This book follows Ben, a nonbinary teenager, who is kicked out by their parents after coming out to them at New Year. Consequently, Ben is forced to leave their entire life behind and move in with Hannah, their estranged older sister who left the family ten years before. As if high school isn’t a nightmare enough on its own, Ben has to finish their last semester while dealing with panic attacks, anxiety, depression, and (on the more positive side) the relentlessly friendly attention of their new classmate Nathan.

This book hit me hard, both in the gender-feels and mental-health-feels department. While I love the recent influx of stories in which queer characters get to be themselves and go on adventures without worrying about homophobia or transphobia (usually only possible in speculative fiction, unfortunately), I feel that these sorts of stories are just as vital. Trans teens like Ben need to see that even if the worst comes to the worst, even if they end up rejected by the very people in their lives who ought to love them unconditionally, they can still have a happy ending—still find love and family, still build a healthy and happy life despite the awful things they’ve been through. This was such a bittersweet but heart-warming book, and I’m so glad that teens today get to grow up in a world where books like this are waiting for them.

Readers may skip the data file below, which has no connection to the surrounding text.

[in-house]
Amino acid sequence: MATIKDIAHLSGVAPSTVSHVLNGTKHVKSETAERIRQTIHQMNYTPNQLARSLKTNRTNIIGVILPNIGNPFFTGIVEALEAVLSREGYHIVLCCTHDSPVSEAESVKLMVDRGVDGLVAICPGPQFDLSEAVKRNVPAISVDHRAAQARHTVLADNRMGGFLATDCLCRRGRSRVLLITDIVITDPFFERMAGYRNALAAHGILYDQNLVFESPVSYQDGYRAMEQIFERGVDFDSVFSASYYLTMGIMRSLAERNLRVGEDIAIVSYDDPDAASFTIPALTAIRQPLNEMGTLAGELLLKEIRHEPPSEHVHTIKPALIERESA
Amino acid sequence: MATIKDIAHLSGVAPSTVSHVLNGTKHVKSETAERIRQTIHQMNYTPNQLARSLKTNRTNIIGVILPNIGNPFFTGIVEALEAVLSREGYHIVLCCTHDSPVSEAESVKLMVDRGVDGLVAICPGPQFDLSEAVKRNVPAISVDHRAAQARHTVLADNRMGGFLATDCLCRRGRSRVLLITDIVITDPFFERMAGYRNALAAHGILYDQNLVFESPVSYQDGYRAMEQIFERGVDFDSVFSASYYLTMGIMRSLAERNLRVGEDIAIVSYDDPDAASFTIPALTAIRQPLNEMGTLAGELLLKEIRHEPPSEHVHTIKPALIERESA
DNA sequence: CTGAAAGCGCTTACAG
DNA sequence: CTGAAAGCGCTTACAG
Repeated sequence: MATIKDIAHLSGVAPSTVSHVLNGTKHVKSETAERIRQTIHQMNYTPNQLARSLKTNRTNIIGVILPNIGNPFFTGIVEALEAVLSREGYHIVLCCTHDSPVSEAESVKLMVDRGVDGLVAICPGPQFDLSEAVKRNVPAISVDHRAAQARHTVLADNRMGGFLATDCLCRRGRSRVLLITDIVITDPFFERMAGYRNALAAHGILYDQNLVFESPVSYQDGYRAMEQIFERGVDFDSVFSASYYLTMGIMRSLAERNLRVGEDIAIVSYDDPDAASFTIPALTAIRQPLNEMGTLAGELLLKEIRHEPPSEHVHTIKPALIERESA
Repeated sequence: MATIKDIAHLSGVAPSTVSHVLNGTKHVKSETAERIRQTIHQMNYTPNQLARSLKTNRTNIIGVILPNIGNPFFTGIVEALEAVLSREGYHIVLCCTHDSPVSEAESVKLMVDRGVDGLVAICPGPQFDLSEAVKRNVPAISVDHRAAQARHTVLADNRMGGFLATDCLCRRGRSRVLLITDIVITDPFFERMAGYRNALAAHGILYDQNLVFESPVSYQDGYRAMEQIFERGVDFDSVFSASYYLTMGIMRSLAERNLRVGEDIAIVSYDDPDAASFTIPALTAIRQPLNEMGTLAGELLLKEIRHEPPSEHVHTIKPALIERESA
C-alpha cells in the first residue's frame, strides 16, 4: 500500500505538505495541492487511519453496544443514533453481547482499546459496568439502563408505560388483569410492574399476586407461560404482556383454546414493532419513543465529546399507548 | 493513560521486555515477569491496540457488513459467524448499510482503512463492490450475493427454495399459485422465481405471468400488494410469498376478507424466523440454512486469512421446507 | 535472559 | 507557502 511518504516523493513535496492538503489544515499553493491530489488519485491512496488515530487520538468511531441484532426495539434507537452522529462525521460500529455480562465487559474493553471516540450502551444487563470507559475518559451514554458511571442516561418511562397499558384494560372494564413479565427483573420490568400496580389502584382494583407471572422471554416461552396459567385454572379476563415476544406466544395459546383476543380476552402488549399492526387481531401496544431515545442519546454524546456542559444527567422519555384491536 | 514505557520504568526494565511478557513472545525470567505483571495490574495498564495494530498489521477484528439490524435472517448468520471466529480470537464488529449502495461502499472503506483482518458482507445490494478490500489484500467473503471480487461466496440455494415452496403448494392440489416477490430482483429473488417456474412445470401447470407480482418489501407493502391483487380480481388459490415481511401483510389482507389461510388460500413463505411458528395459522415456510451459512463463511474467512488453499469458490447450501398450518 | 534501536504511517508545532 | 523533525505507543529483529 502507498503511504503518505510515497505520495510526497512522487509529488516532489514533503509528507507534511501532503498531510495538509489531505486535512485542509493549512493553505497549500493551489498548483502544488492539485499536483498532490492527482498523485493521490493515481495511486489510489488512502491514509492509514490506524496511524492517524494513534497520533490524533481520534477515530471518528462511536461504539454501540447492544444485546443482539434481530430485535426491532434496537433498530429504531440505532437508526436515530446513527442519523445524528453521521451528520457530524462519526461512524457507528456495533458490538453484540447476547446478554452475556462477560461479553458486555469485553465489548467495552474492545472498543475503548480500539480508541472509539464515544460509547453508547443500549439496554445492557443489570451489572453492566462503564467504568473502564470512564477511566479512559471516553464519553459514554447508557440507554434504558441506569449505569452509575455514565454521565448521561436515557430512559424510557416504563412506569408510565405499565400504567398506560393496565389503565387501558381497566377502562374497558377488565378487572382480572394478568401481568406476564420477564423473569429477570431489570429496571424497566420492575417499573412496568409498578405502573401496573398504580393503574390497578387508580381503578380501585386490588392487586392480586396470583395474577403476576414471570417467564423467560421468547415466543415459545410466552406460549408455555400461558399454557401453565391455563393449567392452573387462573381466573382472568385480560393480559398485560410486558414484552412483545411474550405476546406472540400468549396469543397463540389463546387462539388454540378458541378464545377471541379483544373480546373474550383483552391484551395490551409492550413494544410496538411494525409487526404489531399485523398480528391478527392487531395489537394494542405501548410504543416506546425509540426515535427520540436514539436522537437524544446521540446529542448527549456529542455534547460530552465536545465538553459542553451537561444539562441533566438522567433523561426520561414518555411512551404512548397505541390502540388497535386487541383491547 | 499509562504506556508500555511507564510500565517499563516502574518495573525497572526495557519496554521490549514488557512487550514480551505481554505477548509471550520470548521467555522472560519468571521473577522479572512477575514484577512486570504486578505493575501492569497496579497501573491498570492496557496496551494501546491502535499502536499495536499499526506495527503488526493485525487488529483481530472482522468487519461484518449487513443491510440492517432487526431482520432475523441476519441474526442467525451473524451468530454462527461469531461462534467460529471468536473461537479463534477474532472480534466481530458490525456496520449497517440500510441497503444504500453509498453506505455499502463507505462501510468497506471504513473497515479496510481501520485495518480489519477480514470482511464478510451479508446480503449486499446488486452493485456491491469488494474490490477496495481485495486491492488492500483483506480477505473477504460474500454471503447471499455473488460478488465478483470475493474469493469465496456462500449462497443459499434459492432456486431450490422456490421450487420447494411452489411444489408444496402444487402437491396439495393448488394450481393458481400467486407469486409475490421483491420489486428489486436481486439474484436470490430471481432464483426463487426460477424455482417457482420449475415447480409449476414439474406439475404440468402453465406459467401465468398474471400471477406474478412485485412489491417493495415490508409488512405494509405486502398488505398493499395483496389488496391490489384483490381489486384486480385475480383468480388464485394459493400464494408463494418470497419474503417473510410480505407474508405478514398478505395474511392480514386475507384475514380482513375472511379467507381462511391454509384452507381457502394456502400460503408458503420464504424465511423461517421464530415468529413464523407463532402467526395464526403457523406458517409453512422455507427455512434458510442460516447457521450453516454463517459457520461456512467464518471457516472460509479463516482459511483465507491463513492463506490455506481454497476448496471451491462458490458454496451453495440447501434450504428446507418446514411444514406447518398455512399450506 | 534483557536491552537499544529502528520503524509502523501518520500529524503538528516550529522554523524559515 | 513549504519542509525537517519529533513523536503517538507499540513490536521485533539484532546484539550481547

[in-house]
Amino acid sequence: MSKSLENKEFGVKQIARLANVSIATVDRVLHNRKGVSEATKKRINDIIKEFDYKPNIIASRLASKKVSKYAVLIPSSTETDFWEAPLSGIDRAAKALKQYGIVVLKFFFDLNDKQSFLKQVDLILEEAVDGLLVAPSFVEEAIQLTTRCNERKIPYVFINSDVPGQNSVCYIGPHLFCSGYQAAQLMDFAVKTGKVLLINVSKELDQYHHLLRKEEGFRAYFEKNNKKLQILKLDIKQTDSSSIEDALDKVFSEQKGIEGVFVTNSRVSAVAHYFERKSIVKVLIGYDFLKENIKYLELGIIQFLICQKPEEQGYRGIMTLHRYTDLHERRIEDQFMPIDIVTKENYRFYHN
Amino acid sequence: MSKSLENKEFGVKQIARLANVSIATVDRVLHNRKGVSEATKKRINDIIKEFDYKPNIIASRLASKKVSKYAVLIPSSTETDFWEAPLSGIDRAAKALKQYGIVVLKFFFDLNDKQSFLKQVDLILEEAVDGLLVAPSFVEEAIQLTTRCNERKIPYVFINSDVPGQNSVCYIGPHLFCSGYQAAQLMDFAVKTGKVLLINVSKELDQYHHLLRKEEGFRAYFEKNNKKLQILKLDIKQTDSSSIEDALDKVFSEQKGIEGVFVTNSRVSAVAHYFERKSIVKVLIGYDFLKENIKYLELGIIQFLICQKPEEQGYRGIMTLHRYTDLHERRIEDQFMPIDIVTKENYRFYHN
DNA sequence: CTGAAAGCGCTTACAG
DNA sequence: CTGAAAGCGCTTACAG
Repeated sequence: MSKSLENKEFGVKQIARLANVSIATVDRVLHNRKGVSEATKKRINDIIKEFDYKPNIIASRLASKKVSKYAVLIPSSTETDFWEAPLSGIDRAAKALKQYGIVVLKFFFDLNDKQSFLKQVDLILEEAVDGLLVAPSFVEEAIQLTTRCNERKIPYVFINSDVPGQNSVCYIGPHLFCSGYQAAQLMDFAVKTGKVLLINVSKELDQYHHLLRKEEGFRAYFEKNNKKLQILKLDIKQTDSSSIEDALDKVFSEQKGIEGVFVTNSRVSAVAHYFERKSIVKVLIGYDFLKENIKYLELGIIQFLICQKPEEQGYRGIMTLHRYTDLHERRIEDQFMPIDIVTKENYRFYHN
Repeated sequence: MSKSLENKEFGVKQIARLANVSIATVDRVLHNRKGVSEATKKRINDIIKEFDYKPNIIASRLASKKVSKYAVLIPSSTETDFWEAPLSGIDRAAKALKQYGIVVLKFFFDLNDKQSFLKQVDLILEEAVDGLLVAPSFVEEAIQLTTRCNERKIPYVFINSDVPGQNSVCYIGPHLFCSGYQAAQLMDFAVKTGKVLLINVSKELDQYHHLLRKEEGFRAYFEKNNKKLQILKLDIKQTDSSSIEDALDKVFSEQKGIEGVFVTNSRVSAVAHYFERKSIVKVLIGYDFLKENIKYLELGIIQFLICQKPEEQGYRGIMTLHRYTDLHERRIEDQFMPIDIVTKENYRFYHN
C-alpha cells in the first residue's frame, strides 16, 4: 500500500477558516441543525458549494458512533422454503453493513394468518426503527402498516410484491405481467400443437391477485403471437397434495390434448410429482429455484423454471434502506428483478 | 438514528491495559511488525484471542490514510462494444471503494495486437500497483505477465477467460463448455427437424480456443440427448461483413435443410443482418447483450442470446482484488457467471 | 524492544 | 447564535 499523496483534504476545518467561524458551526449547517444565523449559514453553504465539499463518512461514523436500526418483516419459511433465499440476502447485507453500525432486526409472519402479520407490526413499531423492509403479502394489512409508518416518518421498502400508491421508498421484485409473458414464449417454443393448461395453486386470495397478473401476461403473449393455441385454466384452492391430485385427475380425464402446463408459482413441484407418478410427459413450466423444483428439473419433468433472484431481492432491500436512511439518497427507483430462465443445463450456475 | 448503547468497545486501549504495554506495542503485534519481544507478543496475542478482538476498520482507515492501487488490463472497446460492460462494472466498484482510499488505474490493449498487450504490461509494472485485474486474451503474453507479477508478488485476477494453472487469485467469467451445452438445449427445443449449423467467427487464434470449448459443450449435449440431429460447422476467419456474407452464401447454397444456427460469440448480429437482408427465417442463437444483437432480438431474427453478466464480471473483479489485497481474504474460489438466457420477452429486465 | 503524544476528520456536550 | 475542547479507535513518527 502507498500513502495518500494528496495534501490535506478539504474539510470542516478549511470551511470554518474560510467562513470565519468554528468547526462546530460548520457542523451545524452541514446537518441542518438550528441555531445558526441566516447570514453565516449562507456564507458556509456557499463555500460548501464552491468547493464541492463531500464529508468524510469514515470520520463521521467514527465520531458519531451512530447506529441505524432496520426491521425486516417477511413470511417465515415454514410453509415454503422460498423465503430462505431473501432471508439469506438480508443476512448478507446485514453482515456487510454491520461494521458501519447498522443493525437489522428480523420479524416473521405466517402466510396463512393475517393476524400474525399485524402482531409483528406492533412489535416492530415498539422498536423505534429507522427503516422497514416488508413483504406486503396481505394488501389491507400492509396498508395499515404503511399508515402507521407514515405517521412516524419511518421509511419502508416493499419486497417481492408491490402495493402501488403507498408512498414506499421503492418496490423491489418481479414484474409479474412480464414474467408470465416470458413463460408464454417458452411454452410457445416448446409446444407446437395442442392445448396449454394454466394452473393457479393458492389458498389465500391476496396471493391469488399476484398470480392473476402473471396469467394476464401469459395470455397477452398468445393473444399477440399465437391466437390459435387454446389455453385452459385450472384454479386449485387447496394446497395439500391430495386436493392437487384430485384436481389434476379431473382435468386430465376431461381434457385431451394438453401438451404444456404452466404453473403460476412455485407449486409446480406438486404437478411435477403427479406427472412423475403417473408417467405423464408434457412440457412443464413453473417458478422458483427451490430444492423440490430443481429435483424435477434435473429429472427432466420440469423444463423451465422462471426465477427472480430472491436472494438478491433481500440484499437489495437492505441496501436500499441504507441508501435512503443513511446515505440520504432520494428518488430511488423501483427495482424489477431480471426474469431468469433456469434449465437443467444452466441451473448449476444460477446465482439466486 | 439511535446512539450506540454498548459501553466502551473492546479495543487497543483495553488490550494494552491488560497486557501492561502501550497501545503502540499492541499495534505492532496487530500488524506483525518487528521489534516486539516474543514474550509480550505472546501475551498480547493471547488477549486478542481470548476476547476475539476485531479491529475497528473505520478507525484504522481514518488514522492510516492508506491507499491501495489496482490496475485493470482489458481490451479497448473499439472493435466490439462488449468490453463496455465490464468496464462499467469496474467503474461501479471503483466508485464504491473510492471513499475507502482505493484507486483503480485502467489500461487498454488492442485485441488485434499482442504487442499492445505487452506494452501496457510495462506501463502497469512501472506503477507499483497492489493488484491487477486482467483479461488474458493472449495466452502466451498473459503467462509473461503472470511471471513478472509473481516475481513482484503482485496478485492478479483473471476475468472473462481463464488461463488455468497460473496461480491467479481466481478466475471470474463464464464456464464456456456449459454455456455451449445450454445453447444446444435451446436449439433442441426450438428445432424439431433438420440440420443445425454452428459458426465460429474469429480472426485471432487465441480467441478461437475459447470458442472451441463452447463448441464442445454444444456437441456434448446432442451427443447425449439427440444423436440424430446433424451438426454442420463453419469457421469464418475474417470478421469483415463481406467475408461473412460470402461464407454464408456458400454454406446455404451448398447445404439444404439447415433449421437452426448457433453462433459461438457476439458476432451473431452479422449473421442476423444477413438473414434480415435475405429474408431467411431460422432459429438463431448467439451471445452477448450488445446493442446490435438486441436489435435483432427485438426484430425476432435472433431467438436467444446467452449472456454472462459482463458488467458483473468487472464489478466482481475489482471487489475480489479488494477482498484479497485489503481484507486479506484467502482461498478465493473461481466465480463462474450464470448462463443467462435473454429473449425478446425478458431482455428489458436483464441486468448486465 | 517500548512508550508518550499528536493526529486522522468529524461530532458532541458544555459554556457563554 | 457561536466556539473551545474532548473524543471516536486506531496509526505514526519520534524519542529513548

What I’m Reading: Girl in the Walls

ACT 2020, SCENE 532,400,741. Enter CHARLIE, hair windswept and glasses askew, with the crazed, hollow-eyed expression of someone who has just moved house (and country) during a global pandemic. In their trembling, housepaint-stained hands is a beautiful proof copy of GIRL IN THE WALLS, by A. J. Gnuse (coming May 2021!)

Hi all!! Finally, I have time to write a review for this book, which my lovely agent was kind enough to send me a copy of last month! I actually finished reading it a couple of weeks ago, but for Reasons (largely related to the aforementioned house move during a global pandemic) I haven’t been able to sit down and put my thoughts on it to paper just yet. Until now!

At first glance, this book is about a young girl named Elise who (for spoilery reasons) ekes out a life living within the hidden spaces of an old Louisiana house. Unbeknownst to the house’s current occupants—a family called the Masons—she sleeps in the attic, crawls through the walls, creeps out while they’re at work to sneak dried cereal from the pantry and watch TV. I say ‘at first glance’ because really, it became quickly apparent to me that this book is about much more than that. It’s about secrets and denial, fear and paranoia; it’s about the terror of being discovered, of being seen; and the terror of discovering something, in turn, that you didn’t expect to find.